Riedling is committed to developing interesting and challenging lessons for her students. One such project in 2017 involved her first graders researching, writing, illustrating, and publishing a book titled Dinosaurs. That year Riedling’s first grade class was chosen as one of the Studentreasures Publishing National Book Challenge winners based on originality, creative storyline and illustration.
Kristen Rollerson, a former student, shared: “I was told I could be anything I wanted and Ms. Riedling was the catalyst to my success. Her charisma and grace with every lesson-plan developed more than just young minds; she developed character.”
Riedling has been described by her colleagues as a teacher leader. In fact, Riedling was chosen, by her peers, as the first recipient of the annual Teacher of the Year Award at Stephen Foster Traditional Academy in 2013, and she received the award again in 2019. She is the only teacher from her school to have received the WHAS Excellence in the Classroom and Educational Leadership (ExCEL) Award in 1998. Assistant principal, Nikita Tillman, shared that “Ms. Riedling utilizes research into her practice and her classroom instruction and environment are indicative of that.”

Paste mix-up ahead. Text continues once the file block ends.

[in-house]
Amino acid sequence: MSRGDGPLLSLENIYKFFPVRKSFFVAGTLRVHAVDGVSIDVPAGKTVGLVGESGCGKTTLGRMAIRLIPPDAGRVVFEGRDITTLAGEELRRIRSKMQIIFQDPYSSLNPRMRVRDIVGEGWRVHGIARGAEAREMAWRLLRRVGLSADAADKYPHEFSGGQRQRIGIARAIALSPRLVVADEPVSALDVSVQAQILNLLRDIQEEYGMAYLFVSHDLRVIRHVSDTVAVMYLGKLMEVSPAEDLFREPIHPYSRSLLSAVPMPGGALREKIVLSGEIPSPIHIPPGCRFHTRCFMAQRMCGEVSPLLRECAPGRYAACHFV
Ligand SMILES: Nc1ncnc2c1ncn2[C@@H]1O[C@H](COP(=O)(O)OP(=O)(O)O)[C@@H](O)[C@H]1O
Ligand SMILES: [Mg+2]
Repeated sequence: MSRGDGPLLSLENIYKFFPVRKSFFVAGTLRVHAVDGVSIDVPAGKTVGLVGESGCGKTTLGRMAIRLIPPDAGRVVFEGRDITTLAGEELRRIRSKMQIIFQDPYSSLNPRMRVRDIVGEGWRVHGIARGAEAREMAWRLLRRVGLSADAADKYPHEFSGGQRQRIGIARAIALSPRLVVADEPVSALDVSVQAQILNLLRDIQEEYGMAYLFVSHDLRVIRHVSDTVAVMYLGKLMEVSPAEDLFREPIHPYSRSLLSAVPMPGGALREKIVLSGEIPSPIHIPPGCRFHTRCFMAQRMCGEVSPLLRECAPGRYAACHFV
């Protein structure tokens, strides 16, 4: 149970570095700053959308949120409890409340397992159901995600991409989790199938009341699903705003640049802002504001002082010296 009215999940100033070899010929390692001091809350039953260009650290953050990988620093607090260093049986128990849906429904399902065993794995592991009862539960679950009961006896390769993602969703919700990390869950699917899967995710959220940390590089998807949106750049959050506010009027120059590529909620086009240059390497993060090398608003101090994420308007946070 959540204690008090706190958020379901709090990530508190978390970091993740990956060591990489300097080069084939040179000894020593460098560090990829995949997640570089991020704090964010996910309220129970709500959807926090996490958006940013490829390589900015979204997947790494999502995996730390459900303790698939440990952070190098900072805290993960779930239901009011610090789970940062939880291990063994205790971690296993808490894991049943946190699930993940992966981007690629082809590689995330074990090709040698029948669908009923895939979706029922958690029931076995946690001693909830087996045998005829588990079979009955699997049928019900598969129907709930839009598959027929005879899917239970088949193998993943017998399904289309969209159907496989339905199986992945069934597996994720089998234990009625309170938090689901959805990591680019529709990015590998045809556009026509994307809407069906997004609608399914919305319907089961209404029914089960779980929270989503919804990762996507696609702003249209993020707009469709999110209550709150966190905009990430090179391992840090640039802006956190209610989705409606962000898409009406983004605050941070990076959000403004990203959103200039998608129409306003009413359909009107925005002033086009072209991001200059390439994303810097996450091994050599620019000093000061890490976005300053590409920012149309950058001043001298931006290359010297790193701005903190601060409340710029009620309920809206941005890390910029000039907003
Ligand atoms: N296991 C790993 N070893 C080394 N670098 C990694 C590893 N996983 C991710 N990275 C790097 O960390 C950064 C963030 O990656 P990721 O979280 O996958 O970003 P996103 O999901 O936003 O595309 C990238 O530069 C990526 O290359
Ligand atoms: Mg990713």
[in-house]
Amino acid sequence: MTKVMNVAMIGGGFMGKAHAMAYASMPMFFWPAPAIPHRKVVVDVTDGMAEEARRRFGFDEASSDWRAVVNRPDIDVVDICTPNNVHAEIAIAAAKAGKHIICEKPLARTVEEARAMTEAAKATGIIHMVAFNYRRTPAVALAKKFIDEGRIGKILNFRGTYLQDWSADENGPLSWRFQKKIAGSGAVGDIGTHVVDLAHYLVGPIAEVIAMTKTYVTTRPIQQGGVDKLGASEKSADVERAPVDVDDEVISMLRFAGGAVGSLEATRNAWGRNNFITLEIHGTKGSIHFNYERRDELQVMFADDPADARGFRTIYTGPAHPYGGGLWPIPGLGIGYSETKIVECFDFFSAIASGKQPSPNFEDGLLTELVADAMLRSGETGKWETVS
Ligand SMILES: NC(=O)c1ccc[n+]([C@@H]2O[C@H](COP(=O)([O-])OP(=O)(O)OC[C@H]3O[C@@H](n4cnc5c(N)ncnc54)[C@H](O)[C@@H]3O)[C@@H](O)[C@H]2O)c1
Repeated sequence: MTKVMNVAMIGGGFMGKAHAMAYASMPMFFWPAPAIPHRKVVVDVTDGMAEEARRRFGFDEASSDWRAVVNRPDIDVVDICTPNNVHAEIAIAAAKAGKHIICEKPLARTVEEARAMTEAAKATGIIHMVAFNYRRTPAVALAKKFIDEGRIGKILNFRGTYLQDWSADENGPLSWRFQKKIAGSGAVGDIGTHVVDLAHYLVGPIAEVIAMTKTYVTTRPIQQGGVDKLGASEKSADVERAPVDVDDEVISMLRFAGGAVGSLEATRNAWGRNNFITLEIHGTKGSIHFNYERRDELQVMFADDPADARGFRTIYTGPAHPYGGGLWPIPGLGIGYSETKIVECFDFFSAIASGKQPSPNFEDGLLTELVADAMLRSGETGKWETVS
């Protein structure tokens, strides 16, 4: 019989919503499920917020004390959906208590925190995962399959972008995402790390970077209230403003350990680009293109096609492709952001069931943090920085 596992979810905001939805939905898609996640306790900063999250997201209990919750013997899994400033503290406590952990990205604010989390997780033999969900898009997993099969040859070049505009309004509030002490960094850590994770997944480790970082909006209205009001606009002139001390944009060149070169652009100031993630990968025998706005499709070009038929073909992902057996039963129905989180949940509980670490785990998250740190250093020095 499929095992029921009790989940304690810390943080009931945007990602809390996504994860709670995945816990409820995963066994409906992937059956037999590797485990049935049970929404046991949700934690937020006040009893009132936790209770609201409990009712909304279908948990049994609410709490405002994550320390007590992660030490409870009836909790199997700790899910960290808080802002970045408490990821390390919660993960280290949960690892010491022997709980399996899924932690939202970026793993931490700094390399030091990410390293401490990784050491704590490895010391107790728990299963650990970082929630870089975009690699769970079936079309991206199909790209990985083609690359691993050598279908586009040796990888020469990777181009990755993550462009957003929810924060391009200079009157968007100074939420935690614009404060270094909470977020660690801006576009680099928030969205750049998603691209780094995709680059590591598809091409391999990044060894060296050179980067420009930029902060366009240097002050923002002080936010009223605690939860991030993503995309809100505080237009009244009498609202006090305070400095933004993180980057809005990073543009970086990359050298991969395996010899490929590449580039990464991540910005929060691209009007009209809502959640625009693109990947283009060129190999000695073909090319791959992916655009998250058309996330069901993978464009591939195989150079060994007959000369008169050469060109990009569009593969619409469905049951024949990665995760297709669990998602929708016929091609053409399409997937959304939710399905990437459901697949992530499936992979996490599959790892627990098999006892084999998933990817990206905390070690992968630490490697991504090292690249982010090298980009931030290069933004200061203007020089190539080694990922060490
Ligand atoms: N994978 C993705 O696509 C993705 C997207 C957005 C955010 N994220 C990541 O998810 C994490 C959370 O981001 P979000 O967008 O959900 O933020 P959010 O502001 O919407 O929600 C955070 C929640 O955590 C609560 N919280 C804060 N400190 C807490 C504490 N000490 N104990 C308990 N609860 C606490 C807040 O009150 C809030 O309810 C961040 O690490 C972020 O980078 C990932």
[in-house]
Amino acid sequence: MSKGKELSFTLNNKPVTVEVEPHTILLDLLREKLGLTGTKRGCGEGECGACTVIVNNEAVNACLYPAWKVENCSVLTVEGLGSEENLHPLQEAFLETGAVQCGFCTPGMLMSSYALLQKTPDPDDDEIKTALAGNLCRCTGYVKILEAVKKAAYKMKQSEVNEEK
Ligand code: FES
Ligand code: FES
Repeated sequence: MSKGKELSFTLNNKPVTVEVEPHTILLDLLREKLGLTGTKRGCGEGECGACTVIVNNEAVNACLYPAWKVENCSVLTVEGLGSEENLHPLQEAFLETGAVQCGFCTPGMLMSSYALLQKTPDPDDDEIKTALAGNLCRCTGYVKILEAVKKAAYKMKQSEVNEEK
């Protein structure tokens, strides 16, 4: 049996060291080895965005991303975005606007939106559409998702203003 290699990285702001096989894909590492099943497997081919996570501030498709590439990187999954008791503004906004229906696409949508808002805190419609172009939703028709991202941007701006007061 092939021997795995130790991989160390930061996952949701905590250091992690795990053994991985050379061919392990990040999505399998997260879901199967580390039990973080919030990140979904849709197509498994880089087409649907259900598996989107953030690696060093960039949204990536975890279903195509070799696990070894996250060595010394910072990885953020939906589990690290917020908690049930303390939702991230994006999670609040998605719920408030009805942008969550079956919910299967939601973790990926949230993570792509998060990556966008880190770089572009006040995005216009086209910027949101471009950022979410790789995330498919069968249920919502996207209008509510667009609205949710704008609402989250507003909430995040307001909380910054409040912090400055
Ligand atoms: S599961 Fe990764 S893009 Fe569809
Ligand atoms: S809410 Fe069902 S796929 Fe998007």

Over the years, Riedling has served as a KTIP mentor to first-year teachers, both in her home school as well as neighboring community schools; she has organized and supervised the Extended School Services (ESS) program at Foster Academy for 18 years, led many professional developments for colleagues, and she volunteers her time at most every after-school event.
Sharita and Dwight Bransford, parents of former students, shared: “She (Riedling) was encouraging, supportive, and when my son struggled with reading, she made certain that he received all the extra help he needed to grow as a reader. He was reading above grade level by the end of the school year! I am grateful!”
Riedling’s principal, Letisha Young, stated that: “I know Lynn to have a great character, a strong work ethic, and a tremendous heart for educating students, especially those of the inner city. Students are eager to enter her classroom daily, excited about what they will learn next. She is the definition of a Hall of Fame teacher.”
Contact: Tammy Spinks, (270) 745-4664